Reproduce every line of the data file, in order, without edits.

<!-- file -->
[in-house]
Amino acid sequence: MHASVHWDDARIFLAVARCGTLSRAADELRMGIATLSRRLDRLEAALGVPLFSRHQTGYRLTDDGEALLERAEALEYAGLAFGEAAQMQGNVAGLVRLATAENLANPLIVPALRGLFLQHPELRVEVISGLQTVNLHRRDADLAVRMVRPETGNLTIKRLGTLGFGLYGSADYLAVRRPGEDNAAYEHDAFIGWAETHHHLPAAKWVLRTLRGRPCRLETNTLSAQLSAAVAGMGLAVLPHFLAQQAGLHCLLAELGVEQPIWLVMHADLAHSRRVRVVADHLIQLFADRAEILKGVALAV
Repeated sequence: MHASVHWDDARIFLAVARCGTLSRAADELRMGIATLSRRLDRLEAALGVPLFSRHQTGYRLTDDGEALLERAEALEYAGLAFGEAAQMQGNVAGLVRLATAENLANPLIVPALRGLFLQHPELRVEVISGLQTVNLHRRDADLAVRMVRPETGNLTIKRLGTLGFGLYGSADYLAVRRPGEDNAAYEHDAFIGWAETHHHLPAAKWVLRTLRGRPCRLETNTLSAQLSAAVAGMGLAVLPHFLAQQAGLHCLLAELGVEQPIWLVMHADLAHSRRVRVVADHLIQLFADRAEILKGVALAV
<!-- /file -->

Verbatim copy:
[in-house]
Amino acid sequence: MHASVHWDDARIFLAVARCGTLSRAADELRMGIATLSRRLDRLEAALGVPLFSRHQTGYRLTDDGEALLERAEALEYAGLAFGEAAQMQGNVAGLVRLATAENLANPLIVPALRGLFLQHPELRVEVISGLQTVNLHRRDADLAVRMVRPETGNLTIKRLGTLGFGLYGSADYLAVRRPGEDNAAYEHDAFIGWAETHHHLPAAKWVLRTLRGRPCRLETNTLSAQLSAAVAGMGLAVLPHFLAQQAGLHCLLAELGVEQPIWLVMHADLAHSRRVRVVADHLIQLFADRAEILKGVALAV
Repeated sequence: MHASVHWDDARIFLAVARCGTLSRAADELRMGIATLSRRLDRLEAALGVPLFSRHQTGYRLTDDGEALLERAEALEYAGLAFGEAAQMQGNVAGLVRLATAENLANPLIVPALRGLFLQHPELRVEVISGLQTVNLHRRDADLAVRMVRPETGNLTIKRLGTLGFGLYGSADYLAVRRPGEDNAAYEHDAFIGWAETHHHLPAAKWVLRTLRGRPCRLETNTLSAQLSAAVAGMGLAVLPHFLAQQAGLHCLLAELGVEQPIWLVMHADLAHSRRVRVVADHLIQLFADRAEILKGVALAV